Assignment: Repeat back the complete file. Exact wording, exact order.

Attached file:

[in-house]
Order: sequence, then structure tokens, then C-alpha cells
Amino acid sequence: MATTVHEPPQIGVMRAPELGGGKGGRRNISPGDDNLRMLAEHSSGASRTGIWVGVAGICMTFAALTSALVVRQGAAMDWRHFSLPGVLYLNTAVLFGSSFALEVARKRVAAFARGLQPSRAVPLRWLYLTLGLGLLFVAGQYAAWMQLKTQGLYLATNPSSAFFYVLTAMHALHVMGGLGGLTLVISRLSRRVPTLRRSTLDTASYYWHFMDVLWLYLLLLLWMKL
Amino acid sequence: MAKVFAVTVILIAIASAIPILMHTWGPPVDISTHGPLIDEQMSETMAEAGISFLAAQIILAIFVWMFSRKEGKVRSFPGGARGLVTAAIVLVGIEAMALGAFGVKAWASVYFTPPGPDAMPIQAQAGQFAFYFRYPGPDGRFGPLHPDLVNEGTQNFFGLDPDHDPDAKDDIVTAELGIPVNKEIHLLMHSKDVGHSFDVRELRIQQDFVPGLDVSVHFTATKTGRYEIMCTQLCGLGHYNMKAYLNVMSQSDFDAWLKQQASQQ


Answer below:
[in-house]
Order: sequence, then structure tokens, then C-alpha cells
Amino acid sequence: MATTVHEPPQIGVMRAPELGGGKGGRRNISPGDDNLRMLAEHSSGASRTGIWVGVAGICMTFAALTSALVVRQGAAMDWRHFSLPGVLYLNTAVLFGSSFALEVARKRVAAFARGLQPSRAVPLRWLYLTLGLGLLFVAGQYAAWMQLKTQGLYLATNPSSAFFYVLTAMHALHVMGGLGGLTLVISRLSRRVPTLRRSTLDTASYYWHFMDVLWLYLLLLLWMKL
Amino acid sequence: MAKVFAVTVILIAIASAIPILMHTWGPPVDISTHGPLIDEQMSETMAEAGISFLAAQIILAIFVWMFSRKEGKVRSFPGGARGLVTAAIVLVGIEAMALGAFGVKAWASVYFTPPGPDAMPIQAQAGQFAFYFRYPGPDGRFGPLHPDLVNEGTQNFFGLDPDHDPDAKDDIVTAELGIPVNKEIHLLMHSKDVGHSFDVRELRIQQDFVPGLDVSVHFTATKTGRYEIMCTQLCGLGHYNMKAYLNVMSQSDFDAWLKQQASQQ